Benazir Bhutto in the preface to the second edition of her autobiography, Daughter of the East in April this year:
“I didn’t choose this life, it chose me. Born in Pakistan, my life mirrors its turbulence, its tragedies and its triumphs. Pakistan is no ordinary country. And mine has been no ordinary life.
“I know that I am a symbol of what the so-called Jihadists, Taliban and al-Qaeda, most fear,. I am a female political leader fighting to bring modernity, communication, education and technology to Pakistan.”
Last month, a BBC World Service compared Benazir Bhutto to the Burmese leader Aung Sang Suu Kyi, two Asian women whose fathers were politicians. But the historian Ramachandra Guha punctured the argument in The Telegraph, Calcutta. Benazir chose to live in exile in luxury, he wrote, Suu Kyi stayed put and roughed it out. Benazir asks what her country can do for her, Suu Kyi asks what she can do for her country.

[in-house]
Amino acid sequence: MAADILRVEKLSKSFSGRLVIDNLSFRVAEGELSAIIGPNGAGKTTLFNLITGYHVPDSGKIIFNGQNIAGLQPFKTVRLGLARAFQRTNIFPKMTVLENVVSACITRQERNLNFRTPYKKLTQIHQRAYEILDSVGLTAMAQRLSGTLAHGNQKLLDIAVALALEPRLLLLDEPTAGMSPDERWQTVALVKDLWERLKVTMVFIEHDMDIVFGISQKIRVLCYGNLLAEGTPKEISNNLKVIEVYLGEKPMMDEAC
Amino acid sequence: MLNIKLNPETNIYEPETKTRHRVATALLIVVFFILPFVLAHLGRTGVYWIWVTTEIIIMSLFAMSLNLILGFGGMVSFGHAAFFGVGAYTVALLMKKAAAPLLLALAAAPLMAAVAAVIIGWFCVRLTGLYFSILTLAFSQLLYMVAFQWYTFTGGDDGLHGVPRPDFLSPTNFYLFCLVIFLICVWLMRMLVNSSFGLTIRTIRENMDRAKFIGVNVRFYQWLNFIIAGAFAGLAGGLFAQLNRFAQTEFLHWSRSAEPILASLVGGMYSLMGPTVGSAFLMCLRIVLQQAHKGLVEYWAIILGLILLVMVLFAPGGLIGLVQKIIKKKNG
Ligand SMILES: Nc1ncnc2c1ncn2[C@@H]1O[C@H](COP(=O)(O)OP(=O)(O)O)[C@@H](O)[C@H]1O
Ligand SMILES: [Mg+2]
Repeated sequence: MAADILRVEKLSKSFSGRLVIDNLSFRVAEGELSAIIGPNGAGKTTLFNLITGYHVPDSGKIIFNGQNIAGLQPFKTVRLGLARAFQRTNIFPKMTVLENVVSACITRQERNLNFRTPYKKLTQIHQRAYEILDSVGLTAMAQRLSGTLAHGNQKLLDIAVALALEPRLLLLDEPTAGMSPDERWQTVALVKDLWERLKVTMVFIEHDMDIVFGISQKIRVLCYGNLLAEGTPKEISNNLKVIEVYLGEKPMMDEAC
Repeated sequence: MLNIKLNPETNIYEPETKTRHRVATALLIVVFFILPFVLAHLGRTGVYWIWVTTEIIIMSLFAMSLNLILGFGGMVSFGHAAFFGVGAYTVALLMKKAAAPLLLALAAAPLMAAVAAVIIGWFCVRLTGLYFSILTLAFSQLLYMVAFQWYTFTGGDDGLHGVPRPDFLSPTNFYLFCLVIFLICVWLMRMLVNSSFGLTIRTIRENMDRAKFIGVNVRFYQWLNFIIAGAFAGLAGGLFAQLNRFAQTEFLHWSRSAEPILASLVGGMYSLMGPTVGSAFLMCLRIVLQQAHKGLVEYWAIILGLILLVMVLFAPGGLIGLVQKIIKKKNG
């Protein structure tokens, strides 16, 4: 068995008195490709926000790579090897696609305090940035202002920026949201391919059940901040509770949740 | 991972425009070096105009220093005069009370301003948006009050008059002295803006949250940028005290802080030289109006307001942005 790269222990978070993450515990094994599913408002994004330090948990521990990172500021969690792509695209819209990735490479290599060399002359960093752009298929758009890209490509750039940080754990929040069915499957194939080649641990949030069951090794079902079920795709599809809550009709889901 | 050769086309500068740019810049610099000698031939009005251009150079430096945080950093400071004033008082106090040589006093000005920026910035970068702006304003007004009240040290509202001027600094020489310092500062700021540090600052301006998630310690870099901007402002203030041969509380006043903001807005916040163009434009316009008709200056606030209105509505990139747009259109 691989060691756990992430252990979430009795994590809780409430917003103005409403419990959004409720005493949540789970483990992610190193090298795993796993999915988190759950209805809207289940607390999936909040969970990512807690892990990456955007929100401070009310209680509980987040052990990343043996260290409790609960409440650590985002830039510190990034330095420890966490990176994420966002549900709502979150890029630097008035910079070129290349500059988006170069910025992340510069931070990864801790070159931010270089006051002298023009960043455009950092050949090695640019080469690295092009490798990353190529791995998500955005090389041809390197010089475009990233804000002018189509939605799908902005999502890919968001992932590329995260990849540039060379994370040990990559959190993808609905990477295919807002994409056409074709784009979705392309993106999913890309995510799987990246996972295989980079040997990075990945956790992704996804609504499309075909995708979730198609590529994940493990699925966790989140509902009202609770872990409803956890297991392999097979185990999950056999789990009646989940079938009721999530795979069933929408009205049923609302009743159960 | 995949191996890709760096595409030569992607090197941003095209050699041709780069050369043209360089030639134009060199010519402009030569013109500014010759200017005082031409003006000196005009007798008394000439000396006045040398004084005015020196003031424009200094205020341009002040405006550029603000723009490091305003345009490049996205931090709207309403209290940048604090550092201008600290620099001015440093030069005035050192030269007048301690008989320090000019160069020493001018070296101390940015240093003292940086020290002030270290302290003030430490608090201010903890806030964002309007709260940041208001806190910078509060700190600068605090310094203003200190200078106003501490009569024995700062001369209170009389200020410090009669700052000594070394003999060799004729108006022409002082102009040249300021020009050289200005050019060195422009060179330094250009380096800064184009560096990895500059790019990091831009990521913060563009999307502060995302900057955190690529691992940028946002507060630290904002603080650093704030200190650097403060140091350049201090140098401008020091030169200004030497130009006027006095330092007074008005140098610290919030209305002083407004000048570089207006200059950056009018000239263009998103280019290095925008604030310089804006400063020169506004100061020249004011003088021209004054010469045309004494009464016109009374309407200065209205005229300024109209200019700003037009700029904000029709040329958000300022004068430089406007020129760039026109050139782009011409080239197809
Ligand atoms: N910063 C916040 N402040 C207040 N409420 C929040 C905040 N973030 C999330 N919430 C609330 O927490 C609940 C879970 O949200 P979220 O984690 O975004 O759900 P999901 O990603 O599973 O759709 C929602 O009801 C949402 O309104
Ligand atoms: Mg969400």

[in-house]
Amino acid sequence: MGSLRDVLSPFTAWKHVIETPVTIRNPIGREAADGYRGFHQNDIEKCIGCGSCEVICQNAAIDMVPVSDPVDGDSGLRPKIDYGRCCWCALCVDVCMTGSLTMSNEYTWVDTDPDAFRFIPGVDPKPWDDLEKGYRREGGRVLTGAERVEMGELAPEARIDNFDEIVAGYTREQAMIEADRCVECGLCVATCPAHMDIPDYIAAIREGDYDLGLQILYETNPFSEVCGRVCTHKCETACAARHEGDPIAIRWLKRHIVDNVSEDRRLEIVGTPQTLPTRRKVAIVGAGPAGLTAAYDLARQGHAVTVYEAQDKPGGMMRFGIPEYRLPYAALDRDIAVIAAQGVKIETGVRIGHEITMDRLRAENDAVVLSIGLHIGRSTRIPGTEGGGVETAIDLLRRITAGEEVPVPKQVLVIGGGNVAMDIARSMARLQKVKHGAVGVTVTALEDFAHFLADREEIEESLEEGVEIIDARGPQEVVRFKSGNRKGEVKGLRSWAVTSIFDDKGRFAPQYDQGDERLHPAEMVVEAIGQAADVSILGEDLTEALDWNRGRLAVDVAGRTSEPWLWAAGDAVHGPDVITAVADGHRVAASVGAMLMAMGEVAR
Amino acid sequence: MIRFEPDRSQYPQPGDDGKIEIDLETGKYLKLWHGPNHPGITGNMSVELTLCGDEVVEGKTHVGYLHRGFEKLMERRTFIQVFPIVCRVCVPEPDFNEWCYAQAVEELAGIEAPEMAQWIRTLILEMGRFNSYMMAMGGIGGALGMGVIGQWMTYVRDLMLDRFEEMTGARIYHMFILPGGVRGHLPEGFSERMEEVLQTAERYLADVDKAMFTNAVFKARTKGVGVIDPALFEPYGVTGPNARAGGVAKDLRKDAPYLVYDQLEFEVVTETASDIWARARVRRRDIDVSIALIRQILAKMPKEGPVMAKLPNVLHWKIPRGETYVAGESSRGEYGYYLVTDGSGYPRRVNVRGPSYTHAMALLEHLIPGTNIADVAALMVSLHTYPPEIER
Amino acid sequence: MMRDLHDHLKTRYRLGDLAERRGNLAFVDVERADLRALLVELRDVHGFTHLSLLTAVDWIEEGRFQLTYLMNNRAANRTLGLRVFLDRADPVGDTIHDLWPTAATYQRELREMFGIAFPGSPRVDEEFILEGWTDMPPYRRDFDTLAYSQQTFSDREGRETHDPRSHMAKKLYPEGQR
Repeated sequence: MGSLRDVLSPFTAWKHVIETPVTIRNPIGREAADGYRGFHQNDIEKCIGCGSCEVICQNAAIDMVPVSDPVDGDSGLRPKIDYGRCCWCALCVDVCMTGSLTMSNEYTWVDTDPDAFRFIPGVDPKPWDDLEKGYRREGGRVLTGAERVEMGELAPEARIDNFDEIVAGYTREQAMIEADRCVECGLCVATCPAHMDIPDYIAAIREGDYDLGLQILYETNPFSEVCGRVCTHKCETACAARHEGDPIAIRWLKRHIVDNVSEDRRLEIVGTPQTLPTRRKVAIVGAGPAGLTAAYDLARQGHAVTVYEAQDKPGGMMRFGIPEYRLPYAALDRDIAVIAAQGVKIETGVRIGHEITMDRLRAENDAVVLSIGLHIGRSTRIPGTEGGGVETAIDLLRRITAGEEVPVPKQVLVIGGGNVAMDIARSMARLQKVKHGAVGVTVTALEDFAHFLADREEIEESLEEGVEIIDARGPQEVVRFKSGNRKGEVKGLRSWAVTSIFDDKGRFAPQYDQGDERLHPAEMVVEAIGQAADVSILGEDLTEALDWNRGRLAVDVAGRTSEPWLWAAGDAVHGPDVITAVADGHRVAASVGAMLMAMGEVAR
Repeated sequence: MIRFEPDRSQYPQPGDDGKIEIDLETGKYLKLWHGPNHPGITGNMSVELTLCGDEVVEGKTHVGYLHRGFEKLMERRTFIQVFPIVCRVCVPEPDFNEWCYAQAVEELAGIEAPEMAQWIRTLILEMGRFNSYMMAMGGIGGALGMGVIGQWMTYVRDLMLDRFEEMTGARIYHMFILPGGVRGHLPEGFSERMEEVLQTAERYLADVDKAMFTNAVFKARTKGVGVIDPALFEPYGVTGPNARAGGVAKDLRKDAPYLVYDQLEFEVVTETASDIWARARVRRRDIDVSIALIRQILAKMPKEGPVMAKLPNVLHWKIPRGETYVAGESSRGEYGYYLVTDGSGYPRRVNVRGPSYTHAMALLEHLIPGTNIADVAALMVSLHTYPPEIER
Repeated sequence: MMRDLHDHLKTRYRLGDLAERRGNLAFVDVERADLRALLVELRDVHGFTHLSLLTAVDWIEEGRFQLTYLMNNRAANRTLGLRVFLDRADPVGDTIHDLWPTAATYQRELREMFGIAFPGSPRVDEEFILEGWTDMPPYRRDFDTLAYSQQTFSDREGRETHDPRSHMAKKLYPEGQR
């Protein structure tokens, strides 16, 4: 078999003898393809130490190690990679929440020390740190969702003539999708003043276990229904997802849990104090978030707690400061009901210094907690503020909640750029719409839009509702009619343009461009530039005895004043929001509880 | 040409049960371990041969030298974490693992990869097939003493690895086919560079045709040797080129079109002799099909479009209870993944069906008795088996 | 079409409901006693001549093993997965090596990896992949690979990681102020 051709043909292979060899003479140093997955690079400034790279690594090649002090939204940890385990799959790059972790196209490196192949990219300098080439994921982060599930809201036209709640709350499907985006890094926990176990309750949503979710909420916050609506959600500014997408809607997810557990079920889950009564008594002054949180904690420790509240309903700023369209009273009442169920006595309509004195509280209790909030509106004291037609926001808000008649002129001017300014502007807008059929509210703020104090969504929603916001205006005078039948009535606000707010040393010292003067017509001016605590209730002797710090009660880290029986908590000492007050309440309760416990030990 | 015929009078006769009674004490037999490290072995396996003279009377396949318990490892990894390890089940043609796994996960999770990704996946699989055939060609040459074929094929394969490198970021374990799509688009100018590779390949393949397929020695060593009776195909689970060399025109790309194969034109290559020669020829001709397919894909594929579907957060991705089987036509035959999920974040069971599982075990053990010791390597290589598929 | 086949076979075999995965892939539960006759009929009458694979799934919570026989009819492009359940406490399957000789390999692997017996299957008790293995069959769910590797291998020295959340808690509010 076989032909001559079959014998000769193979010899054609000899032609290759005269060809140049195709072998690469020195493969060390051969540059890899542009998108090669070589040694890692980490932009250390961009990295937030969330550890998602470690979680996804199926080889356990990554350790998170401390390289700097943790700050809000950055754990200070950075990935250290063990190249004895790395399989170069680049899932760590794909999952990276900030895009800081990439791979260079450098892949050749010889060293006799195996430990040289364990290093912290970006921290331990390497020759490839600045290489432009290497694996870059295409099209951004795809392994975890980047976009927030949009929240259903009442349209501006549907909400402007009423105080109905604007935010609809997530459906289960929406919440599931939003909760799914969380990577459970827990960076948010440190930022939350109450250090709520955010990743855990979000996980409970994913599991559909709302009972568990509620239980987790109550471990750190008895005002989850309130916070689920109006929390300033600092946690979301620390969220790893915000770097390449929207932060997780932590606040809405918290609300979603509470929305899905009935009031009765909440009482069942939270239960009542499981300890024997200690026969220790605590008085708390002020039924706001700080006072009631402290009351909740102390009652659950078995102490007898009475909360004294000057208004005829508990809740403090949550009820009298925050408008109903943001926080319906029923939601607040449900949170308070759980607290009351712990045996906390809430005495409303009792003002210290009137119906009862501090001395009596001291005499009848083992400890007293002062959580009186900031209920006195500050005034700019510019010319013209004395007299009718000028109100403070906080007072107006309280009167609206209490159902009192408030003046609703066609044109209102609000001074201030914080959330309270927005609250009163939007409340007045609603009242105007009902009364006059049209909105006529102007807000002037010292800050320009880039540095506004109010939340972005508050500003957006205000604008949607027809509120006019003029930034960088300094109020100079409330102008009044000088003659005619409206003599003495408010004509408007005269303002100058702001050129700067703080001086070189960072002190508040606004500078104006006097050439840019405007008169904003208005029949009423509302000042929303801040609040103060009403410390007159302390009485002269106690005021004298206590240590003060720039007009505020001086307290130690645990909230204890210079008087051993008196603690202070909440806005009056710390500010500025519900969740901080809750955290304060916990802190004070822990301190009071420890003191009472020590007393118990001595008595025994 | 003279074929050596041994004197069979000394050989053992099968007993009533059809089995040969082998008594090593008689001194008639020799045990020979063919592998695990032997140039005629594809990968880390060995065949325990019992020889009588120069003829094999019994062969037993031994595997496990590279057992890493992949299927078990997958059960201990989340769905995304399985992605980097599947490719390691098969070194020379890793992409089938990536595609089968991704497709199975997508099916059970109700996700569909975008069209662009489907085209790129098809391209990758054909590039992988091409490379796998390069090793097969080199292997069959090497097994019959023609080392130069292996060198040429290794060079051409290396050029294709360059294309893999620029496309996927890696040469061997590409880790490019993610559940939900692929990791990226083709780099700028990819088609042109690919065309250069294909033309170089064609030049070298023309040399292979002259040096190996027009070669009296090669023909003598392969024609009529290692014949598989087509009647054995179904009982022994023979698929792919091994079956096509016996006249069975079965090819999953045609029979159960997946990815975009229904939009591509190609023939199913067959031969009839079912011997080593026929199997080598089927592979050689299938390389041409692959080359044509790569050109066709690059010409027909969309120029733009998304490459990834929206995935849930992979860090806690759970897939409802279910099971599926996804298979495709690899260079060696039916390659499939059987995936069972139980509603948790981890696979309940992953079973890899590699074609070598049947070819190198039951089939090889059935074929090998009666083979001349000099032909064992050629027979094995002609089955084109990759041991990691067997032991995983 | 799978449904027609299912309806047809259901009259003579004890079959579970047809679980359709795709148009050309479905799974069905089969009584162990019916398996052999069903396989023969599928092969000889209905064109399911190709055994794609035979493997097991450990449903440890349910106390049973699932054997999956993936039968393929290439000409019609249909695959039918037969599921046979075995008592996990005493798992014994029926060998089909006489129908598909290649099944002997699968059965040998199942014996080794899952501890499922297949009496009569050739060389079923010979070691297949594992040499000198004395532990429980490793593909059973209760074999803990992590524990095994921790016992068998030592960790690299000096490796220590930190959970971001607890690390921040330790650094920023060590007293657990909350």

“While Suu Kyi has a principled commitment to non-violence and to democratic procedure, Benazir has a rather opportunist approach to power and authority. The words that come to mind when describing the great Burmese freedom-fighter are courageous, honest, decent, principled, democratic. On the other hand, the career and credo of the Pakistani politician can be summed up in the words vain, disingenuous, delusional, ambitious, demagogic.”
Read the full article: RAMACHANDRA GUHA on Benazir Bhutto